TED Talks of the late 1800s: When the Chautauqua movement came to California

By the thousands, between 1881 and 1940, vacationers who called themselves Chautauquans gathered for a summer week or two at rustic campgrounds in the canyons of Pacific Palisades and along the beaches of Venice, Long Beach, and Redondo Beach. They were drawn there by a national movement of progressive Protestants that idealized learning but also offered entertainment, uplift, and healthy outdoor recreation.

Chautauquans were fiercely proud of their name, which bound them to the “mother Chautauqua” in upstate New York. Their movement was born in 1874 at Chautauqua Lake and began as a summer training program for Methodist Sunday school teachers – origins that reappeared in the campgrounds that “daughter Chautauquas” established in Los Angeles (and elsewhere in California) in the 1880s. An appreciation of nature, some proximity to water, and a spirit of Methodist belief linked the Chautauquan source to the Los Angeles summer camps and to what became dozens of local Chautauqua reading circles.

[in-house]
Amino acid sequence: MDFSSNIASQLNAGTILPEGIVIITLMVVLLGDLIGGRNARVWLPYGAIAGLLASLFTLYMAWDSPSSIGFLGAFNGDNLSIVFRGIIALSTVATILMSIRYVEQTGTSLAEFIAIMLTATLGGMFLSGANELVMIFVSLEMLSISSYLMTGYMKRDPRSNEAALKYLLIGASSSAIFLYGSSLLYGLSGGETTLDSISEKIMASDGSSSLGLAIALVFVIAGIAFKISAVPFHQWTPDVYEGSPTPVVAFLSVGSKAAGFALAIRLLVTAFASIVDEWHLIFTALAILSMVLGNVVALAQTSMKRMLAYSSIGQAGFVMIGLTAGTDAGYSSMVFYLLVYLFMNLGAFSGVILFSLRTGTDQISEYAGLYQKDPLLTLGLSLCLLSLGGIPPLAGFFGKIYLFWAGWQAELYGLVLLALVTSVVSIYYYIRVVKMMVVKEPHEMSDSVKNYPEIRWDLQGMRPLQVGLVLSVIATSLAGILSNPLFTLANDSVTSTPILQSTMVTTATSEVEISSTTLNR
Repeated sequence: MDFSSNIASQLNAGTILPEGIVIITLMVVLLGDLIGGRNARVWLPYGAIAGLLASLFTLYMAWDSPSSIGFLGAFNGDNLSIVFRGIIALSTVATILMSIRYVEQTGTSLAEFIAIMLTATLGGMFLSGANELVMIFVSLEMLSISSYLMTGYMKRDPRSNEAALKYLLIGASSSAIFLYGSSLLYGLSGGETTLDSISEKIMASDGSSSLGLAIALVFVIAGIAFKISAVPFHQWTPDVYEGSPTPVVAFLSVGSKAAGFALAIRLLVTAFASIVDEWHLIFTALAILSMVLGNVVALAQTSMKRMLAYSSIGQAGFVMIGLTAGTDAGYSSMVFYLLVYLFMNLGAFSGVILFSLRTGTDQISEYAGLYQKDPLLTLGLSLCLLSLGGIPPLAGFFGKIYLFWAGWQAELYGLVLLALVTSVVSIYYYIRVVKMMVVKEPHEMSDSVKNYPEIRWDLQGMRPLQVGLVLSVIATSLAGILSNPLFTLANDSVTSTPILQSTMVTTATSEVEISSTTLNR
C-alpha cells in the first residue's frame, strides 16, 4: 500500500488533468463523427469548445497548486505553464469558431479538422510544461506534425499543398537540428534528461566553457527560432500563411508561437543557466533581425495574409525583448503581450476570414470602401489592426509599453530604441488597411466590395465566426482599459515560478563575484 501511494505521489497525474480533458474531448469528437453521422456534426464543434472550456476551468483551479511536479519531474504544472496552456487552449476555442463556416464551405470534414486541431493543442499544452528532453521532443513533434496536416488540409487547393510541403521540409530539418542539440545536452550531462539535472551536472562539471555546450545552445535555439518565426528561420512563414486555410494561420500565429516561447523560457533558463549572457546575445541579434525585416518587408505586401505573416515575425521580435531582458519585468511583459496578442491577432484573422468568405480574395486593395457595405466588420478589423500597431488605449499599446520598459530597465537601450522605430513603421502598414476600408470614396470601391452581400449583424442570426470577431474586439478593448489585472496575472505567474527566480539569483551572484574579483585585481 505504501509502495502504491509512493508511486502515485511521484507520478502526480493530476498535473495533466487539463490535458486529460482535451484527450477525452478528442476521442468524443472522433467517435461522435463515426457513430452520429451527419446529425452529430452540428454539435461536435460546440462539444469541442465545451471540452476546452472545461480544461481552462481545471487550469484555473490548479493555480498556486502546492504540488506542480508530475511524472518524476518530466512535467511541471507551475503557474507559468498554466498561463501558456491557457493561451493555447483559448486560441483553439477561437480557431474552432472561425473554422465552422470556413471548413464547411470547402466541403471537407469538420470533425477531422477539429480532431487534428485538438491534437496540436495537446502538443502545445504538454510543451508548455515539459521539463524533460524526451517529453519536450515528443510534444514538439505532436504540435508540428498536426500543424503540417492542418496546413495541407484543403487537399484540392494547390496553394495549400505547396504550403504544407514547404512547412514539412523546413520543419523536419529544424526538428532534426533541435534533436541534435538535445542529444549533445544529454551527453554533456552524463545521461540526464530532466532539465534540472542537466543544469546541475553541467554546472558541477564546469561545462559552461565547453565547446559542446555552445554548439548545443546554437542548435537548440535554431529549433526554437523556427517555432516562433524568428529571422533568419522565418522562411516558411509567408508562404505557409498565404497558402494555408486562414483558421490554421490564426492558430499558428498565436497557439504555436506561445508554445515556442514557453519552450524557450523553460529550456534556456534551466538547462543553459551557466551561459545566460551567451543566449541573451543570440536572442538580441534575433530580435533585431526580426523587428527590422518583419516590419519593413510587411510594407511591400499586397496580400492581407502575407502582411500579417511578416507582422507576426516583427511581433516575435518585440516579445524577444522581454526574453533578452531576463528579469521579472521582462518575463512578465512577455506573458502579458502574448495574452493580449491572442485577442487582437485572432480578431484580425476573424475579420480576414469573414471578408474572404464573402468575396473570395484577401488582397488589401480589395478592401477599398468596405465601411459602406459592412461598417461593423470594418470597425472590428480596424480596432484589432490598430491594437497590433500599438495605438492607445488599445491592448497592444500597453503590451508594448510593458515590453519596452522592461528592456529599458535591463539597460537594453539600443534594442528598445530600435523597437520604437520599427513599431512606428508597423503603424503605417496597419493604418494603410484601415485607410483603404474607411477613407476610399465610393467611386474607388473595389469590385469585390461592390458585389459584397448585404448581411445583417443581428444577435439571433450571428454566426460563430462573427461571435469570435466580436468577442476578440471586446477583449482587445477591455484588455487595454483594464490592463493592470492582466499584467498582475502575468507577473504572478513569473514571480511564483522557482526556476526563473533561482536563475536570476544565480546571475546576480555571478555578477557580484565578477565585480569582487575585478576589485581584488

Chautauqua was many things to its members. It was a home study course that, if followed over four years, gave graduates the breadth of a liberal arts education.It was a weekly meeting of Chautauqua Literary and Scientific Circle members where readings in the home study course were discussed, guided by instructions and questionnaires in the monthly Chautauquan magazine. And it was an opportunity to spend a few days each summer with other Chautauquans while attending lectures, performances, and discussions in an outdoor setting. More

Graduates, 1890. These graduates of the educational program of the Saratoga Chautauqua Literary and Scientific Circle at Pacific Grove are holding their honorary diplomas. Photograph courtesy of the Saratoga Historical Foundation and Saratoga History Museum

Graduates, 1890. These graduates of the educational program of the Saratoga Chautauqua Literary and Scientific Circle at Pacific Grove are holding their honorary diplomas. Photograph courtesy of the Saratoga Historical Foundation and Saratoga History Museum